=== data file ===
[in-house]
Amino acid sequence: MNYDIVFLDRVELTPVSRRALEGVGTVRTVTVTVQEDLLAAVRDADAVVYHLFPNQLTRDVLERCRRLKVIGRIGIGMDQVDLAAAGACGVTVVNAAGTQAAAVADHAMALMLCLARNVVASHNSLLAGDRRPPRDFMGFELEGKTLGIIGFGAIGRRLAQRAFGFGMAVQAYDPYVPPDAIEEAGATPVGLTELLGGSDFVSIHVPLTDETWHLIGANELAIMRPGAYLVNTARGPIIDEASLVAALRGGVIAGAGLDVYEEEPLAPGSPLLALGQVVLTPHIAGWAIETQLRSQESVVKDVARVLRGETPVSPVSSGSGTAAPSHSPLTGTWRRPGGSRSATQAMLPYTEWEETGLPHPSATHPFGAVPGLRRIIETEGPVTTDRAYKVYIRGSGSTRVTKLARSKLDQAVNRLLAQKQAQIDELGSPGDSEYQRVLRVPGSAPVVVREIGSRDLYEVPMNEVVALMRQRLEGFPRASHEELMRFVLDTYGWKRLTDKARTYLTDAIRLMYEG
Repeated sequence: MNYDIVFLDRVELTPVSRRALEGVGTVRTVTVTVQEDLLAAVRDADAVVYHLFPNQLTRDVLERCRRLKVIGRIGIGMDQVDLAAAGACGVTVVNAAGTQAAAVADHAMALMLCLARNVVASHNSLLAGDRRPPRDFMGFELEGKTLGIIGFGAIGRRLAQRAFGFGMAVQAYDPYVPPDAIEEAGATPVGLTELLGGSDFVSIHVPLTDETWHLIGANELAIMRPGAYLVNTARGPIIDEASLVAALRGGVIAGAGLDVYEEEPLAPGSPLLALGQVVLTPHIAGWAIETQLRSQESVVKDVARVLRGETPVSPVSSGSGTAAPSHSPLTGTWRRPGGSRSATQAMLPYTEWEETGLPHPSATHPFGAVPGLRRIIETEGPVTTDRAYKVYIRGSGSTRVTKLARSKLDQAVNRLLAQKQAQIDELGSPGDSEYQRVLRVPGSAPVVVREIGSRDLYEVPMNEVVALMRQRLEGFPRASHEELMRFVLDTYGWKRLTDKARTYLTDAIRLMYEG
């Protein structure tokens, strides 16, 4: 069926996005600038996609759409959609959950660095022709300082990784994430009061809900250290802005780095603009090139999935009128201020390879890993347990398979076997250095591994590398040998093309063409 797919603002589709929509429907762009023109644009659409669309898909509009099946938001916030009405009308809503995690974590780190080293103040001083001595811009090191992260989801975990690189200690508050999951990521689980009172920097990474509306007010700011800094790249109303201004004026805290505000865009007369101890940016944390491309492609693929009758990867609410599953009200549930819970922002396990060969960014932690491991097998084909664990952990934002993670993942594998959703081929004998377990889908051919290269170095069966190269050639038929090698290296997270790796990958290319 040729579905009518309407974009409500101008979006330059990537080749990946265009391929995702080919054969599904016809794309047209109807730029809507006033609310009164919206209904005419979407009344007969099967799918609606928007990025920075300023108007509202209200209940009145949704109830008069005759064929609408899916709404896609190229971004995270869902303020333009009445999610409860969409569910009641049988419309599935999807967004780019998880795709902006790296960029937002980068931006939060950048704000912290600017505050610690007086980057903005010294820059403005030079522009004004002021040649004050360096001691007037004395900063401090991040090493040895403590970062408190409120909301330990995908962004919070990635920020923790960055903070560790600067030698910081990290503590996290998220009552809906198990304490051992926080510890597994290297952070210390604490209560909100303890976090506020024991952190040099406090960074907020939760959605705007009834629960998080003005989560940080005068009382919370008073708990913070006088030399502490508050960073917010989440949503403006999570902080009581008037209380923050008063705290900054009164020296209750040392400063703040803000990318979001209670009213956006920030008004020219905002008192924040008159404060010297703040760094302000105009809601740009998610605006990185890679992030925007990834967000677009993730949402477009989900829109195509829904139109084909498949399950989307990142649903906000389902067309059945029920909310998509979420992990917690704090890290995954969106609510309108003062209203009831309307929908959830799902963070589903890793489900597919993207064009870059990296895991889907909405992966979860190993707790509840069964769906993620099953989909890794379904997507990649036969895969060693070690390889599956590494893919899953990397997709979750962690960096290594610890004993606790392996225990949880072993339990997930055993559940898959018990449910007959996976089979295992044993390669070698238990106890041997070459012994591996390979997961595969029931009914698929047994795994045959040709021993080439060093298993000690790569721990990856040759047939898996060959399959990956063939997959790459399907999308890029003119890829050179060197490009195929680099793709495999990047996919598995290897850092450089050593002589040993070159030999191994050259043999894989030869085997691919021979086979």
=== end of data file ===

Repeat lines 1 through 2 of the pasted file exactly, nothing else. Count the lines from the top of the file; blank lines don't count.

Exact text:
[in-house]
Amino acid sequence: MNYDIVFLDRVELTPVSRRALEGVGTVRTVTVTVQEDLLAAVRDADAVVYHLFPNQLTRDVLERCRRLKVIGRIGIGMDQVDLAAAGACGVTVVNAAGTQAAAVADHAMALMLCLARNVVASHNSLLAGDRRPPRDFMGFELEGKTLGIIGFGAIGRRLAQRAFGFGMAVQAYDPYVPPDAIEEAGATPVGLTELLGGSDFVSIHVPLTDETWHLIGANELAIMRPGAYLVNTARGPIIDEASLVAALRGGVIAGAGLDVYEEEPLAPGSPLLALGQVVLTPHIAGWAIETQLRSQESVVKDVARVLRGETPVSPVSSGSGTAAPSHSPLTGTWRRPGGSRSATQAMLPYTEWEETGLPHPSATHPFGAVPGLRRIIETEGPVTTDRAYKVYIRGSGSTRVTKLARSKLDQAVNRLLAQKQAQIDELGSPGDSEYQRVLRVPGSAPVVVREIGSRDLYEVPMNEVVALMRQRLEGFPRASHEELMRFVLDTYGWKRLTDKARTYLTDAIRLMYEG